Greenwich Council has revealed plans to build another 1,000 council homes by 2029, while refurbishing its 26,000 other homes, at a cost of £800 million.
The programme, which is likely to be at the centre of the Labour manifesto for the next council election on May 5, will be partly financed by £375 million of loans, as well as receipts from right-to-buy sales and grants.
Council leader Danny Thorpe pledged to start work on 750 new homes in four years when he took office in 2018. While only 33 have been completed, the council says it is on track to build 774 homes as part of the first phase of the Greenwich Builds programme, although this total includes 52 still going through a “viability analysis”.
More than half of these will be on the old Thomas Tallis School site in Kidbrooke, where 117 homes were approved in 2020 and a further 322 are due at a planning committee soon.
However, in the same period, the council has lost 501 homes through tenants using their right to buy, a report to be discussed by senior councillors next Thursday reveals.
The locations of the new homes have not been revealed, but the council is likely to continue its policy of using “infill” sites on existing estates – something that proved controversial in Kidbrooke when plans for 80 homes on green space at the Brook Estate were approved a year ago. Greenwich recently confirmed plans build on infill sites at Bliss Crescent in Lewisham, where seven flats are planned, and Congleton Grove in Plumstead, where two houses are proposed.
Greenwich has a 23,000-strong housing waiting list, with 3,100 in priority categories – people who are homeless, have medical needs, face domestic violence or hate crimes, or are in severely overcrowded homes.
The cost of the first phase of the Greenwich Builds programme leapt by 30 per cent to £314 million last year, blamed on Brexit, the pandemic, and the cost of using modular building techniques, where parts of buildings are built offsite and slotted into place.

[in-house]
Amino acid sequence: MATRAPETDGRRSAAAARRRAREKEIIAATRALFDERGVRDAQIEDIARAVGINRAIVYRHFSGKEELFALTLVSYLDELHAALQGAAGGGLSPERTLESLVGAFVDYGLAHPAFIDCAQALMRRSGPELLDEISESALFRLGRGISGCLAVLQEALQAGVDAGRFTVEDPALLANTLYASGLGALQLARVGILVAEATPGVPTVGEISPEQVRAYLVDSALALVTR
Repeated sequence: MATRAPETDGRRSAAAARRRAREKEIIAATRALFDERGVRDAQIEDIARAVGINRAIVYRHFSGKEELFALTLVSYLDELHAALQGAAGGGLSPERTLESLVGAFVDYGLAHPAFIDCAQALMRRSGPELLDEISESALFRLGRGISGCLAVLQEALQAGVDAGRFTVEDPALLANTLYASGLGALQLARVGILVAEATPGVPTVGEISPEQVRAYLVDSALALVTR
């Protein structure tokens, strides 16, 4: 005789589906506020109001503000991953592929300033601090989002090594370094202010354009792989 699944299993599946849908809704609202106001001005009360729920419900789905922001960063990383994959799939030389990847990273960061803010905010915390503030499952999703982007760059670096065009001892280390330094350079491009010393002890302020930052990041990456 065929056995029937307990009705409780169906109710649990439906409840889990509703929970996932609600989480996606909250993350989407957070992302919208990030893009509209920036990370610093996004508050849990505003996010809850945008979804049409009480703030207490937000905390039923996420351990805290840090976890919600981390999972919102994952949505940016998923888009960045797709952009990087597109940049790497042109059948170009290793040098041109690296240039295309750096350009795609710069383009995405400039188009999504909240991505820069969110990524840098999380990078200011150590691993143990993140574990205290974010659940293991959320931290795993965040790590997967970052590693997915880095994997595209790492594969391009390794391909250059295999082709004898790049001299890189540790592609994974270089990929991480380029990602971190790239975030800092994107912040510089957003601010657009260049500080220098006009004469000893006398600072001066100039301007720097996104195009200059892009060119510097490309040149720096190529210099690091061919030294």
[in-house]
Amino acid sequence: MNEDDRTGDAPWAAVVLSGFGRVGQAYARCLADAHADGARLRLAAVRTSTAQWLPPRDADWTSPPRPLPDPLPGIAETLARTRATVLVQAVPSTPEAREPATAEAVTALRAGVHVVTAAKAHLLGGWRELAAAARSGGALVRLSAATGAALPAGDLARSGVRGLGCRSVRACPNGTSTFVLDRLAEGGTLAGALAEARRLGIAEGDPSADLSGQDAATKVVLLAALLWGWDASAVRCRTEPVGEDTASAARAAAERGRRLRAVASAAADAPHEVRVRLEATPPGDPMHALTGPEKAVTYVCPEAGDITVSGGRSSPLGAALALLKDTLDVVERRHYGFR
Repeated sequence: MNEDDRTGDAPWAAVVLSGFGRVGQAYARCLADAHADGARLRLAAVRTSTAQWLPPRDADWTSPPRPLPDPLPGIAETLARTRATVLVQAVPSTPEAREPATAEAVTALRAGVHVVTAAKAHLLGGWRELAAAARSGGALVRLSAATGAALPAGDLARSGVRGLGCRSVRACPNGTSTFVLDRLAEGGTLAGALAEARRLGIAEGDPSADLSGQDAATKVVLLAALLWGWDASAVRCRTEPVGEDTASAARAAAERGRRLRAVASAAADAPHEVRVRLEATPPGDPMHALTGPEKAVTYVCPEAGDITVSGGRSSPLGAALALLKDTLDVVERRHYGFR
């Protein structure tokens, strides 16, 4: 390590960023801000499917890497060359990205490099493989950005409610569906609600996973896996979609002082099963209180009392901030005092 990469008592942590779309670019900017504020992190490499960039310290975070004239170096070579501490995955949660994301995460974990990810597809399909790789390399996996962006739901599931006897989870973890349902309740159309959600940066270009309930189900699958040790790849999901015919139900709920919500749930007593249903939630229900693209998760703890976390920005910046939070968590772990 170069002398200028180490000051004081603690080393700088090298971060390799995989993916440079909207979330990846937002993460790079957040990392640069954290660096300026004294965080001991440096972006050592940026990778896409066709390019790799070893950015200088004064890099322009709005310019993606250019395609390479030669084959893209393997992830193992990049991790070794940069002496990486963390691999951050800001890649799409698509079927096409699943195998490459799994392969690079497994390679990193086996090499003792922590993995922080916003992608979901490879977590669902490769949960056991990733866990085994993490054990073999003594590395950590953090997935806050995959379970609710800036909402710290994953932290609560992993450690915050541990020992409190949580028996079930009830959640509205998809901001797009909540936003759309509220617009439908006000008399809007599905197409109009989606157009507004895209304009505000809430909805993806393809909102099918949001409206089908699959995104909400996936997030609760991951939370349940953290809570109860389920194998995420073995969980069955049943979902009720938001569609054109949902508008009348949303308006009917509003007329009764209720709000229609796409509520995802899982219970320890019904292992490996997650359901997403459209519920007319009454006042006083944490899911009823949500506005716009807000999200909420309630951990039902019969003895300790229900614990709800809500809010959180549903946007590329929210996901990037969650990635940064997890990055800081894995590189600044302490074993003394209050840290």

However, this second phase is more likely to favour traditional techniques, the report says, because they are better suited to small sites.
Grants from London mayor Sadiq Khan and changes in government policy have resulted in a boost to council house building in many London boroughs. While Greenwich committed to have 750 homes under way by 2022, neighbouring Lewisham pushed for 1,000 – although that figure includes housing association homes. Southwark has aimed for 2,500.
While the new council homes are set to cost £400 million, revamping the borough’s existing housing stock will cost the same amount again. Leaseholders will face bills for works on their homes.
It will be the first major work on the borough’s often tatty housing estates since the Labour government’s Decent Homes Programme 20 years ago.
This new scheme will focus on new kitchens and bathrooms, adaptations for disabled people, electrical works and energy efficiency projects – such as new boilers and insulation – to make the council’s housing stock zero carbon.
There will also be new roofs, video entry systems and £19m for environmental works including new play areas, “bicycle sheds, garage refurbishment, car park resurfacing and electric car charging points”.
Councillors on the cabinet, the town hall’s main decision-making body, will discuss the plans next Thursday.
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